One of the few NGOs that have legitimate business permits, FDC failed the integrity test of the COA. Many of its supposed beneficiaries could not be independently confirmed, casting doubt on the validity of its transactions.

Based on the UP-NIP map, FDC is connected to the Napoles network through the late Sarangani Rep Erwin Chiongbian, who also channeled funds to Napoles NGOs. 

Bukidnon lawmaker Candido Pancrudo Jr is its biggest benefactor, allocating P36.9 million of his pork barrel. He was followed by Davao City 3rd district Rep Isidro Ungab who funneled P23.4 million.

Ungab presently heads the powerful appropriations committee in the House, which oversees the entire budgeting process. He is now affiliated with the ruling Liberal Party. 

Other big-time benefactors included former Reps Yevgeny Vicente Emano (Misamis Oriental), Orlando Fua (Siquijor), and incumbent Reps Julio Ledesma IV (Negros Occidental), and Belma Cabilao (Zamboanga Sibugay). 

Minor players

Other minor players entangled in the pork barrel web were the Dr Rodolfo A. Ignacio Sr Foundation (DRAISFI), which got a total of P164.22 million from 15 legislators, and Ito Na Movement Foundation Inc (ITO NA MI), which got P124.86 million from 12 former House members and Hand-Made Living Foundation Inc (HMLFI) which got P42. 2 million from 6 legislators.

DRAISFI’s main benefactors however were not House members but two senators — Manuel Lapid who gave P22 million and Juan Ponce Enrile, who allocated P35.55 million. House members who allocated more than P10 million of their PDAF to the NGO were former Reps Federico Sandoval II (Malabon-Navotas) and Clavel Martinez (Cebu) and incumbent Surigao Rep Francisco Matugas.

By the time of the COA probe, auditors found that DRAISFI was not registered with the SEC anymore. In the UP-NIP map, DRAISFI is closely connected to the Napoles NGOs via Enrile, one of the 3 senators accused of plundering lawmakers' funds.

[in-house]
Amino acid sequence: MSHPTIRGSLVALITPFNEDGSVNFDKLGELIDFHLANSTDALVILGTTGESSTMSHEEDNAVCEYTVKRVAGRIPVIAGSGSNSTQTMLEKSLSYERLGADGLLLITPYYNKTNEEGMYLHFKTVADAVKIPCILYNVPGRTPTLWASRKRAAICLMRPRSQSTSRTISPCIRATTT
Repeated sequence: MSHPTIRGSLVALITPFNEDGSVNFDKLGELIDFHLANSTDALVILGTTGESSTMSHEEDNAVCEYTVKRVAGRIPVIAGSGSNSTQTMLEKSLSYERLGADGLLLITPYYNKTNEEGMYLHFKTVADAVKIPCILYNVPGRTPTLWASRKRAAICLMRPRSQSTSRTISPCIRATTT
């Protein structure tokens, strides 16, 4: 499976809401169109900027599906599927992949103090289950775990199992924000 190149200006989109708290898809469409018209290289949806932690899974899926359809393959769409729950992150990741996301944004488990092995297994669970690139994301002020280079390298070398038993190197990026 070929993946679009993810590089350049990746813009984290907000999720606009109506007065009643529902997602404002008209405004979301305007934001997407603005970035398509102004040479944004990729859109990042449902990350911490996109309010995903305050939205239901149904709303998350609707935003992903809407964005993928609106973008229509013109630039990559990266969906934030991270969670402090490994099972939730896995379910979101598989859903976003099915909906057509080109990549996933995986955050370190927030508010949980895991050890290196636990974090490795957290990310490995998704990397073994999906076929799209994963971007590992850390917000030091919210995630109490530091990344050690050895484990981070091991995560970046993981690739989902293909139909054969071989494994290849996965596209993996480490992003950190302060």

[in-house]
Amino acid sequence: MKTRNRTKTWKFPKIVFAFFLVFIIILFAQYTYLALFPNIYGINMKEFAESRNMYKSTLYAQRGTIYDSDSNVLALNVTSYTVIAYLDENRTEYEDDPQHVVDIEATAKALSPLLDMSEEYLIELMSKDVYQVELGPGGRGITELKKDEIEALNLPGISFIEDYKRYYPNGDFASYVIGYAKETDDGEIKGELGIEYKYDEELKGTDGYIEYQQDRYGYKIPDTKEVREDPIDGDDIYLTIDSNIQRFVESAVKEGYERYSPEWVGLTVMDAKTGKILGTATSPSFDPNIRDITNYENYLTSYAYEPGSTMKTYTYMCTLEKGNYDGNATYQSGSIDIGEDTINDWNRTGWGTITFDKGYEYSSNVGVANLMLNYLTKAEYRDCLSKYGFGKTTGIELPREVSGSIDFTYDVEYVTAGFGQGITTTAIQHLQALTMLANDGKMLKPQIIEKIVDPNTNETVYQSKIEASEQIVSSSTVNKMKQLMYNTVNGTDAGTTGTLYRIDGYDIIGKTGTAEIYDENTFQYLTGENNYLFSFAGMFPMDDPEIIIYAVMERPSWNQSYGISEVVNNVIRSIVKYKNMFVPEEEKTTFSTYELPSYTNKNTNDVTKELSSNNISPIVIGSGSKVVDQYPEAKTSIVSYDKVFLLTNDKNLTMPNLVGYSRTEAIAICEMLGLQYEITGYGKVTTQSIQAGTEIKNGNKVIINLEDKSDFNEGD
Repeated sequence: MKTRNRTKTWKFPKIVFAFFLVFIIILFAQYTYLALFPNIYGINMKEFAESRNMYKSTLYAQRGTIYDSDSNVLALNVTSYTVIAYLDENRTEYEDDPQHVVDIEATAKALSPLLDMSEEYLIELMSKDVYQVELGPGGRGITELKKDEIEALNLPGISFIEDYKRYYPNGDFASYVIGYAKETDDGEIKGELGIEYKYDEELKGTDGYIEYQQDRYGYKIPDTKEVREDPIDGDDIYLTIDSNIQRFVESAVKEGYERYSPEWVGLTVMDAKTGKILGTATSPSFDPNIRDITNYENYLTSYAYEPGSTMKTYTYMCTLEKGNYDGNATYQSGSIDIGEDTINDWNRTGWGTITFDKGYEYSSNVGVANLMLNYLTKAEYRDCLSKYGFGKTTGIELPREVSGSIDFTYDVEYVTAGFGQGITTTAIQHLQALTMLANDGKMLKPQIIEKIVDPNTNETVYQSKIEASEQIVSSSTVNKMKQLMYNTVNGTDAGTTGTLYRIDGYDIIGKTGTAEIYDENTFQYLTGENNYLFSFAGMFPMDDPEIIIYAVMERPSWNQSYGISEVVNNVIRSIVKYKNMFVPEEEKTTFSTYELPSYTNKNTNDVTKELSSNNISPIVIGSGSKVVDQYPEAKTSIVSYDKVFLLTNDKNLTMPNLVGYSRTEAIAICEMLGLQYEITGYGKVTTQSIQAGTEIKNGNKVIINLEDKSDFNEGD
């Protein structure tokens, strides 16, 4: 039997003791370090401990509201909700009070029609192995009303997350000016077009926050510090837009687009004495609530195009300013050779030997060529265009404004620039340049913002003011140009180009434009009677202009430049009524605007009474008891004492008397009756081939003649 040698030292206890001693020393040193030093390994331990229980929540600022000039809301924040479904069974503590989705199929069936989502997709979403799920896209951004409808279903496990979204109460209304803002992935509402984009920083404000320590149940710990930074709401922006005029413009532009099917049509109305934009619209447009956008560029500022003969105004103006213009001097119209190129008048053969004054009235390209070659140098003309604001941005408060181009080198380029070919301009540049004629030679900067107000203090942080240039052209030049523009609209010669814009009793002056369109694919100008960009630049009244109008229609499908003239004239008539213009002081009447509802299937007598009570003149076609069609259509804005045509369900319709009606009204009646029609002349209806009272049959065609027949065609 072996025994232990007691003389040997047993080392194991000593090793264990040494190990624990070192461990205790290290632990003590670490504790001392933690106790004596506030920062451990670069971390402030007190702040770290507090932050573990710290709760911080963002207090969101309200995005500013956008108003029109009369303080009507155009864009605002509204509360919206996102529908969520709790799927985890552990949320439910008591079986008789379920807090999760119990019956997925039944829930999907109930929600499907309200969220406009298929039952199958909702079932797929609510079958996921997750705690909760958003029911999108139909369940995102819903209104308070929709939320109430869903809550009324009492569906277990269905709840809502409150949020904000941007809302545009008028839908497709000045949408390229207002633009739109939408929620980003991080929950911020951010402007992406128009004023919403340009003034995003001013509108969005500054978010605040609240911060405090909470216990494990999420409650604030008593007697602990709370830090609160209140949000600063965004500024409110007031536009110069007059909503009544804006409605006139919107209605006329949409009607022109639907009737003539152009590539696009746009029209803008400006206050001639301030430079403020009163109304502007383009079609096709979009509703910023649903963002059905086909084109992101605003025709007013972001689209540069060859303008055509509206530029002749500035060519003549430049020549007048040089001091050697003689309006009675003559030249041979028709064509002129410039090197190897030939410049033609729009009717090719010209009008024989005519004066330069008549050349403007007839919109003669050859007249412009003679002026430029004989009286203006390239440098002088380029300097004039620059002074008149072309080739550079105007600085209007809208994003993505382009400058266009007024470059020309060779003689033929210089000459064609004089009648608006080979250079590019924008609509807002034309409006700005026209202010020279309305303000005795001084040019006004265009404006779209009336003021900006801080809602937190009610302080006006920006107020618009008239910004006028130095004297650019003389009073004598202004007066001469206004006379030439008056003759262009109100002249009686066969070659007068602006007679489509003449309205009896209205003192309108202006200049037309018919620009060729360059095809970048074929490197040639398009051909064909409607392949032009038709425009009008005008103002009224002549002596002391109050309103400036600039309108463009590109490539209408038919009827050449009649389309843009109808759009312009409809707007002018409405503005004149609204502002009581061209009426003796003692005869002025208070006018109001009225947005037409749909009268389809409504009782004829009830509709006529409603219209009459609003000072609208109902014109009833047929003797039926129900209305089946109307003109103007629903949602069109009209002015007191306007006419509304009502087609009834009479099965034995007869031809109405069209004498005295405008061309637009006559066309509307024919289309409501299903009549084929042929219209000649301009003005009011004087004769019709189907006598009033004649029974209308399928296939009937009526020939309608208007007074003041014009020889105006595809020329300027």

For its part, ITO NA MI was incorporated on July 7, 2003 with a business address of 163 Rizal St Daraga, Albay, according to the SEC. Auditors found that its Metro Manila address in Cityland Mega Plaza was non-existent. The NGO failed to submit documents to support its training programs and supposed livelihood kits to farmers. Suppliers also denied doing business with the NGO.

Northern Samar Rep Emil Ong was the NGO’s single biggest benefactor, with P51.4 million, followed by former Buhay Rep Christian Señeres who allocated P13.96 million

HMLFI's total funds received may be smaller compared to those received by its counterparts, but it also has a spot in the interlocking web of NGOs. Its main contributors were the late Rep Antonio Serapio and former Rep and now Caloocan Mayor Oscar Malapitan. State auditors found that its given address was a residential unit, and staff ignored requests for documents. - Rappler.com